Top 20 Puzzles for Interviews

Companies now use various talents, and skill gauging techniques and interview puzzles are one of them. These brain-teasing scenarios allow recruiters and hiring teams to test your lateral thinking and problem-solving skills. 

These questions are part of a job interview for candidates applying for positions requiring a lot of critical thinking, such as analysts, coding, and programming. However, when you prepare for an interview these days, you may want to practice solving and answer some mind-twisting and head-scratching puzzles and hypothetical scenarios. 

In this post, you are going to learn about the 20 best puzzles for interviews asked by some of the most successful companies in the world. However, to add a bit of challenge, you will have to explore the answer by yourself. This exercise will help you hone your critical thinking and reasoning skills for that next dream job interview. 

So without further ado, let us dive right in and look at what interview puzzles are and the top 20 puzzles to give you an idea about the variations. 


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Explanation of Interview Puzzles

An interview puzzle is a critical thinking scenario, just like brain teasers. These problems require you as an interviewee to rely on your problem-solving and lateral thinking capabilities. The primary purpose why interviewers use interview puzzles is to find out if you are a good fit for their company. 

However, not all job interviews come with an interview puzzle. For example, if you are applying for a receptionist position or as an administrative assistant, you most likely do not have to worry about having to solve an interview puzzle. It is because your job may not require any high-level thinking and analysis.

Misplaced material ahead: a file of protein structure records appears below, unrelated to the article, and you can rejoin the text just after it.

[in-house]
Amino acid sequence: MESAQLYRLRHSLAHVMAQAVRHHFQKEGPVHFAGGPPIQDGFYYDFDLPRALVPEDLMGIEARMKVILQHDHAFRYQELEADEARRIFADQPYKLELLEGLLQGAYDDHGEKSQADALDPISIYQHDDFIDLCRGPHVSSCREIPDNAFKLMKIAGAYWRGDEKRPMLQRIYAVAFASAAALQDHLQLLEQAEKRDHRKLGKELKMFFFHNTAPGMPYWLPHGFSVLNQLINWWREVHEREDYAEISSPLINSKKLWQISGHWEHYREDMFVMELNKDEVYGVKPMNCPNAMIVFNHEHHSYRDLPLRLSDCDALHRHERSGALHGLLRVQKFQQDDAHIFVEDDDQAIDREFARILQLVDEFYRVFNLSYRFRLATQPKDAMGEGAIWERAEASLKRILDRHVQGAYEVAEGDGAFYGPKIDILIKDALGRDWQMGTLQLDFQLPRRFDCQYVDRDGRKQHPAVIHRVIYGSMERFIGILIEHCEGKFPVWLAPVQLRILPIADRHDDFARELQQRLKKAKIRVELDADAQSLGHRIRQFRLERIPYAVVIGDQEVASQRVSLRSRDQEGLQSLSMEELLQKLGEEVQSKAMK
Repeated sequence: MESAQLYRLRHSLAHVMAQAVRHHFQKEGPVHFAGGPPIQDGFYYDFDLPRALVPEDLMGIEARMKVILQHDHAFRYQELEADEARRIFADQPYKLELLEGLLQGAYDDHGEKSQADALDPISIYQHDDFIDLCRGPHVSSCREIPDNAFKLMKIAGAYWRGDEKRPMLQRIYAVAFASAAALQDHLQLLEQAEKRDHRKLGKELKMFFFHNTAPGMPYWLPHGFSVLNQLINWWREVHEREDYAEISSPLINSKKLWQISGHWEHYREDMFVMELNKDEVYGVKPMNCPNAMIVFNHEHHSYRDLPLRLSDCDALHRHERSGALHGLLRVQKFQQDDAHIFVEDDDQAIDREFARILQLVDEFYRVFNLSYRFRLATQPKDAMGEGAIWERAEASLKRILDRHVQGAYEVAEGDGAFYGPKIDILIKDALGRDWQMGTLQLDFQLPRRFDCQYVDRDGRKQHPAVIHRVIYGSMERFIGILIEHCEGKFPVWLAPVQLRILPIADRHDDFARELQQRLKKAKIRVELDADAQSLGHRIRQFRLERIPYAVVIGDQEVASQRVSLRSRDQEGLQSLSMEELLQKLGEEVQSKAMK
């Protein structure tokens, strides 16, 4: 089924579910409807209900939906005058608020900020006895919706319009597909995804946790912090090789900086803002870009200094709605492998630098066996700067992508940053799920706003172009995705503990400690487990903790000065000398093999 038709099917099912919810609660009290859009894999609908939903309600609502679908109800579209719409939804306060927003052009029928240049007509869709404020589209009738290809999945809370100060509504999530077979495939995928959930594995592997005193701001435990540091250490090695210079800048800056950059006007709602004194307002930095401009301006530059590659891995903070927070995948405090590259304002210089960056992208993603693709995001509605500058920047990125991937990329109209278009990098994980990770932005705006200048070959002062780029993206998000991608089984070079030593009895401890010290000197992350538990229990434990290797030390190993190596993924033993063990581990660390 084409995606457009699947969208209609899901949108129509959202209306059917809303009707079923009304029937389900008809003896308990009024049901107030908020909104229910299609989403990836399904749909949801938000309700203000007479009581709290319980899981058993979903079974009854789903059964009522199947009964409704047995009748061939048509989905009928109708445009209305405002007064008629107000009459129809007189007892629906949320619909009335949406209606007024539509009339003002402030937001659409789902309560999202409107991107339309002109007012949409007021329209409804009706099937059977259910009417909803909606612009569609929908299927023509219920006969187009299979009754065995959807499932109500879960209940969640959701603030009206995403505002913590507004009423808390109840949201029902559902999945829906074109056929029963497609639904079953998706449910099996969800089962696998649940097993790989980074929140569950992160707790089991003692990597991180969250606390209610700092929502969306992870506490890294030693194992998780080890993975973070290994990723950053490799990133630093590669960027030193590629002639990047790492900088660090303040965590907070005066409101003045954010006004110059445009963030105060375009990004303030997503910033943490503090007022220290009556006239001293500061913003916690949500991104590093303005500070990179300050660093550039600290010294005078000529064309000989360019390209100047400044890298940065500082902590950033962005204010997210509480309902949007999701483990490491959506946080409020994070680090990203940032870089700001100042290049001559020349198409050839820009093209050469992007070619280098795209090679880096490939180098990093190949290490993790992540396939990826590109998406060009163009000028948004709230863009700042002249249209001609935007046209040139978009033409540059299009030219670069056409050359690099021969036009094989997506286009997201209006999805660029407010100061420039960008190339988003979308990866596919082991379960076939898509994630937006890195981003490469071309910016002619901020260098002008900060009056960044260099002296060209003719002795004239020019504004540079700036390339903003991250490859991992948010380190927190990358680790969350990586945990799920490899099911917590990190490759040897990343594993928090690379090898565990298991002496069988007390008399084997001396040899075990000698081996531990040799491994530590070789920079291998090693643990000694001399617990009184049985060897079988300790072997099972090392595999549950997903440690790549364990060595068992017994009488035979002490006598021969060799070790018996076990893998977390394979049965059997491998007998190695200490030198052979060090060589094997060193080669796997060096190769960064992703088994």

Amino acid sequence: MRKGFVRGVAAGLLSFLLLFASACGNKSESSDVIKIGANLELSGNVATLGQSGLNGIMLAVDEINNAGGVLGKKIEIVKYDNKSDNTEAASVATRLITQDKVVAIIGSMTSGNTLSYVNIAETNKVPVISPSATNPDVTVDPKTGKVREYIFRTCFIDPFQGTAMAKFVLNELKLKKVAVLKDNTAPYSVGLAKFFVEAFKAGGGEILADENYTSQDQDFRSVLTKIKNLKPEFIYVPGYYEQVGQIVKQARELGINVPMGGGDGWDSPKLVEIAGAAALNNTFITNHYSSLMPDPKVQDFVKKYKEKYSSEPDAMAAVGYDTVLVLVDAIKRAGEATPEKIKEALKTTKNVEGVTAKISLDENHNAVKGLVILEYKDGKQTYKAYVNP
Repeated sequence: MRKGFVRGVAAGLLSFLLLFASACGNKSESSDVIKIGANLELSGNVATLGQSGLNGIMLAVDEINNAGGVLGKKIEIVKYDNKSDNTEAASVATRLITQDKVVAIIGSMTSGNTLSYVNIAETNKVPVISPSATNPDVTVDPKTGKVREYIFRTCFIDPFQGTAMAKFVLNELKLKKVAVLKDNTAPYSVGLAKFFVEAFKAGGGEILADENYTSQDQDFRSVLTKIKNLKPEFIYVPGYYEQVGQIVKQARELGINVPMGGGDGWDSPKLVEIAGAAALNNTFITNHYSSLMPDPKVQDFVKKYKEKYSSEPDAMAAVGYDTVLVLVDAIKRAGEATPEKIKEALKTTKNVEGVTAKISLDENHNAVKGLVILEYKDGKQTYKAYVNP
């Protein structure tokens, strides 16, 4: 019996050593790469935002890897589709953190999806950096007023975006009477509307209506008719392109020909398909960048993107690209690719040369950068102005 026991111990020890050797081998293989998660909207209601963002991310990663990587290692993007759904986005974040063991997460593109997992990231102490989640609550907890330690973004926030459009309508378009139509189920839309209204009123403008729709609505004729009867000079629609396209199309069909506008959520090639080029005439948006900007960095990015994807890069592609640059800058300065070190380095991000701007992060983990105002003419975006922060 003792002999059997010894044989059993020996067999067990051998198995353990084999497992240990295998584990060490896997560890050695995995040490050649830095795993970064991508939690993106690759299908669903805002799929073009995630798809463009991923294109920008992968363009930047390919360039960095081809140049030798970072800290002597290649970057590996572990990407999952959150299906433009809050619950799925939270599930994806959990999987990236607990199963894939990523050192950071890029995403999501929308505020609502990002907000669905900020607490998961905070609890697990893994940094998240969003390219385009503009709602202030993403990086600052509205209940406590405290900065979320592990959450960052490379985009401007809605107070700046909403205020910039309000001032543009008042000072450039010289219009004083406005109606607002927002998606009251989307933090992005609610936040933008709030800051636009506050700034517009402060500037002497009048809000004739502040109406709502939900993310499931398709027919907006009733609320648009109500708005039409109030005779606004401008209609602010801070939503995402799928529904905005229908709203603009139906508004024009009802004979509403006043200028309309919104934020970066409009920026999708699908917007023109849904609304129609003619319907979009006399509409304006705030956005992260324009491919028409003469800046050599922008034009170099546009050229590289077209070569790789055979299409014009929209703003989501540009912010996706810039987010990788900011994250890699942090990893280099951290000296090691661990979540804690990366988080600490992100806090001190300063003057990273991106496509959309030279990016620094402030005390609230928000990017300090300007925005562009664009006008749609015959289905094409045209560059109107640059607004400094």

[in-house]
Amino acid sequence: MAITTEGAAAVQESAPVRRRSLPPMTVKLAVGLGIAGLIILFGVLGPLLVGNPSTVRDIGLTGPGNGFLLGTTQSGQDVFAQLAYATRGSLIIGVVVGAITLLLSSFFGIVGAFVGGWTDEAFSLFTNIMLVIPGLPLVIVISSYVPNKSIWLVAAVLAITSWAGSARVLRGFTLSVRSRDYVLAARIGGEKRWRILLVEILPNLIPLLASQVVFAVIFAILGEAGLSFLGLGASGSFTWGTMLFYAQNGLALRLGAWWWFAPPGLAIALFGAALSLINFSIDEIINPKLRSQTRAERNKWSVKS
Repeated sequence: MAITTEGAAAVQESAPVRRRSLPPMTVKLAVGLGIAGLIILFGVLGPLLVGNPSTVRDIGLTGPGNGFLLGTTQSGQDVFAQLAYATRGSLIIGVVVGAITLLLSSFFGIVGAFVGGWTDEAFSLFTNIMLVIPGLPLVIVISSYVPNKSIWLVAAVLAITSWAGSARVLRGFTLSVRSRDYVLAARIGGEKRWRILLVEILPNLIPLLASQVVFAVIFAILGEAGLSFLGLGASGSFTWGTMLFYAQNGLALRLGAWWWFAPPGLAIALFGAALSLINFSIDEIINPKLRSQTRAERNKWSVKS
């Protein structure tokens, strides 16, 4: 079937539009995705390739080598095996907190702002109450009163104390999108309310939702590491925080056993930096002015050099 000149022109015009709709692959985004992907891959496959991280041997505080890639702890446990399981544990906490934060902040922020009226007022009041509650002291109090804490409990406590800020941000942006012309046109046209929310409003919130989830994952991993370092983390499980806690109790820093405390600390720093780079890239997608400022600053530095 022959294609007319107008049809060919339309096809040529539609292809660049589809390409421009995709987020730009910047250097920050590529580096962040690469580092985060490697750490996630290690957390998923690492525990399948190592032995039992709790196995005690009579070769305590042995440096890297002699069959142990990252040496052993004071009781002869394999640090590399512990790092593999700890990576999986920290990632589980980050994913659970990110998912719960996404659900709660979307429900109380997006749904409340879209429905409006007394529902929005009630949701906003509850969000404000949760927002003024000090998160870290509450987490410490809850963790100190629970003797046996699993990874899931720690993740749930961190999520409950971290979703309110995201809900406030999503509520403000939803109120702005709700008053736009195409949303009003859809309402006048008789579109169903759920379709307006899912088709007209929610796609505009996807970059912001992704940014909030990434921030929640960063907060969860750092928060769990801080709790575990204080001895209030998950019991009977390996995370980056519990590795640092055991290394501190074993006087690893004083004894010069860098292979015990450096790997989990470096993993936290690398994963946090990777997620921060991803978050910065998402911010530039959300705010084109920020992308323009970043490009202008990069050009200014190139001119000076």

The job interview puzzles are primarily for people applying for either critical job roles or as specialists in a particular field such as Information Technology. 

You must remember that it is not always necessary to answer or solve the interview puzzles correctly. Sometimes, the only purpose of presenting you with these head-scratchers is that the interviewer wants to see your mindset and approach to solving a problem. 

However, it would help if you can practice some of the puzzles prior to attending an interview. This will increase your chances to answer them correctly. Moreover, these practice sessions will also improve your reasoning skills and help you prove your competency and ability to deal with real-life problems in an efficient manner. 

How to Approach Puzzle Interview

In order for you to try and solve puzzles for interviews, here are five basic steps that you must remember. 

  1. Use Your Critical Thinking

The first step for you is to think about the puzzle in front of you. It would be best for you to determine the nature of the puzzle, i.e. if the interviewer wishes you to solve a riddle or a numerical answer to the problem they want you to find.